At a glance, you can see that Tic-Tac-Toe is a rather shallow game. You can count on players grasping most of its complexity from a good explanation of the rules, and that after playing the game for a short period of time, most players will have fully explored the game. This doesn’t necessarily say anything about whether the game is enjoyable or not, but with a profile like this, the game is not likely to have a lasting appeal, at least not based solely on the merits of the depth of its gameplay.
Next, we’ll look at another board game: Pente. Pente is a variant on five-in-a-row that is played on a Go board, and has rules for capturing your opponent’s pieces. The rules of Pente are rather simple, and can be easily taught in a few minutes, and most people will quickly pick up on the basics, like avoiding having your pieces captured, blocking an opponent’s four in a row, and not leaving your opponent with a double open ended three in a row. However, unlike Tic-Tac-Toe, Pente does not have a trivial optimal strategy, and as a player keeps playing the game, she will discover more strategies and be able to identify more opportunities to exploit or dangerous situations to avoid and be able to do so earlier.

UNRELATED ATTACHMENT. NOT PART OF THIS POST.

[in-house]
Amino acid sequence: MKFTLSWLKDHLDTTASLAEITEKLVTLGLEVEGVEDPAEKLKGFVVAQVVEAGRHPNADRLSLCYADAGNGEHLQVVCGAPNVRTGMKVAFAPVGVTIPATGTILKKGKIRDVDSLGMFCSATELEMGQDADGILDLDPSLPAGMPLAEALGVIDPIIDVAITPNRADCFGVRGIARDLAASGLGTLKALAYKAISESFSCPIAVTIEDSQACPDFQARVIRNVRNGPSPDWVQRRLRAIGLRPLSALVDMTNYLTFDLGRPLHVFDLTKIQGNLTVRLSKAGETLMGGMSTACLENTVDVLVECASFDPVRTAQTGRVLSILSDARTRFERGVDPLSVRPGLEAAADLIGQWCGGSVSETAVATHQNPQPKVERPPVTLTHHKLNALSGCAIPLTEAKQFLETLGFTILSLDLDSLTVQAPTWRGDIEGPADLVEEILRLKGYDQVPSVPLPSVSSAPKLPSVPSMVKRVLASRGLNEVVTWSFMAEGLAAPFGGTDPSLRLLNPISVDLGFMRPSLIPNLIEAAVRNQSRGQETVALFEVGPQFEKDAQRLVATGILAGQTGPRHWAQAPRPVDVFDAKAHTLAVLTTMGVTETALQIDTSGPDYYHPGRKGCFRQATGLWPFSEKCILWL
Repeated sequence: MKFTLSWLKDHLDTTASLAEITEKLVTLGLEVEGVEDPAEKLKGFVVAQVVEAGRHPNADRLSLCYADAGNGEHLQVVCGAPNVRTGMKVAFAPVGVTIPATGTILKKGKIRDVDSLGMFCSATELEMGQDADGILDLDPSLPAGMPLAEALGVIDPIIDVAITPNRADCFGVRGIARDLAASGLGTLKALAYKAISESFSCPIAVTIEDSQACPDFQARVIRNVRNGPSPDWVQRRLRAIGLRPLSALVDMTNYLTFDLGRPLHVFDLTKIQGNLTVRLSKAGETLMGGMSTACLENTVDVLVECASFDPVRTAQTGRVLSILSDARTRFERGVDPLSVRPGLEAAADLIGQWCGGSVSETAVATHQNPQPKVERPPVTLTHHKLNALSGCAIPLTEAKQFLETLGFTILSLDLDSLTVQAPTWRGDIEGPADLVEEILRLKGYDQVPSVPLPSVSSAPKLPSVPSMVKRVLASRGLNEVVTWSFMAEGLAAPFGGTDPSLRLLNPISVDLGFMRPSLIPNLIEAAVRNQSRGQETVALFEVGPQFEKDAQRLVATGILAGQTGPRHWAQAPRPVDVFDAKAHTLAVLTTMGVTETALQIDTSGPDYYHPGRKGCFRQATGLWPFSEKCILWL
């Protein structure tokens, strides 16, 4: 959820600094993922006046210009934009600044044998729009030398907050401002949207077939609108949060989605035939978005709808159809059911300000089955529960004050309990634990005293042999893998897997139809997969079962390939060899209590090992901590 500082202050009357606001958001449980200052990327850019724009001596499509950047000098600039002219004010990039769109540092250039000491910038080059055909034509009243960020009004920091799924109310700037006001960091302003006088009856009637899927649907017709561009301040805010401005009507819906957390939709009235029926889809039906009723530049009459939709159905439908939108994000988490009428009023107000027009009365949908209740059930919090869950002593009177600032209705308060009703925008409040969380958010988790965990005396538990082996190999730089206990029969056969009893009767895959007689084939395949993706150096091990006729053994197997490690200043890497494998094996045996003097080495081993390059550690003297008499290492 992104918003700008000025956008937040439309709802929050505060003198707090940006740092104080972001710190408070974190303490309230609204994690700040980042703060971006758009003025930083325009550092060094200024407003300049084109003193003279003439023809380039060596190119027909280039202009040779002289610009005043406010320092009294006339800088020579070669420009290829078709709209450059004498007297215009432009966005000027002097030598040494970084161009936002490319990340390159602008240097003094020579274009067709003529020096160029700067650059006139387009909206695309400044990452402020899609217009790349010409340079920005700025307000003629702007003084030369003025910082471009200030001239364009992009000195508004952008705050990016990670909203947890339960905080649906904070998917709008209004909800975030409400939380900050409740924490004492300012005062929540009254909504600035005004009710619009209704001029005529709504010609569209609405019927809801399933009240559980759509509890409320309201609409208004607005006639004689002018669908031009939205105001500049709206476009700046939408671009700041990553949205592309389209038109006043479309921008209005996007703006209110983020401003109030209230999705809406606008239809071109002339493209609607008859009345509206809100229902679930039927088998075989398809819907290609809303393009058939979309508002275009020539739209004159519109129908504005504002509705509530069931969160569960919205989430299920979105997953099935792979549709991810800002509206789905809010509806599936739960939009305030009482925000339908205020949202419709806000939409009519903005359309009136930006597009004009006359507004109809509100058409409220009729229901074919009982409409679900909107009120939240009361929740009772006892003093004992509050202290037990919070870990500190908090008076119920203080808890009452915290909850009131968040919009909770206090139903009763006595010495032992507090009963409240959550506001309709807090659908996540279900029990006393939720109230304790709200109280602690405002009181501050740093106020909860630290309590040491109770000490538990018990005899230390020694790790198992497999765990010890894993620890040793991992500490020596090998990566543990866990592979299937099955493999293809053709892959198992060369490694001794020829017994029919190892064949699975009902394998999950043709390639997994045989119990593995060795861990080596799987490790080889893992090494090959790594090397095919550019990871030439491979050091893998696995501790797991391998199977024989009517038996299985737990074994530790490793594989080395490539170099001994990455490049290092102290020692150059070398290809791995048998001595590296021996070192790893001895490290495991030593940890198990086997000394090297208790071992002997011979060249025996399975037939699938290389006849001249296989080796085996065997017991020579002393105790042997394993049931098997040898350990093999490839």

As the player spends more time with the game, the player will get diminishing returns in respect to how much her understanding of the game and her mastery of it increases, and at some point, just playing the game normally won’t suffice to further explore it. This is when the player will have to enter the research phase to improve her knowledge further. This could be experimenting while playing the game (e.g. trying different strategies and see what happens), experimenting with specific scenarios of the game (e.g. is there a way to get out of this particular scenario I’m having problems with?), finding a teacher, or taking the short cut and reading what others have written about what they have found out about the game. This may seem like an unlikely scenario that most players would put effort in to exploring the game that deeply, but today, thanks to the Internet, only a dedicated few actually has to do the work. If your game manages to build a viable community, even a small one, some of your most dedicated fans will do the job, and they like nothing more than for everyone to know about it, and will post the details on the forums. More people will read about it, and those people may teach their friends, and sooner than you expected it, the knowledge will be disseminated to a large portion of your player base.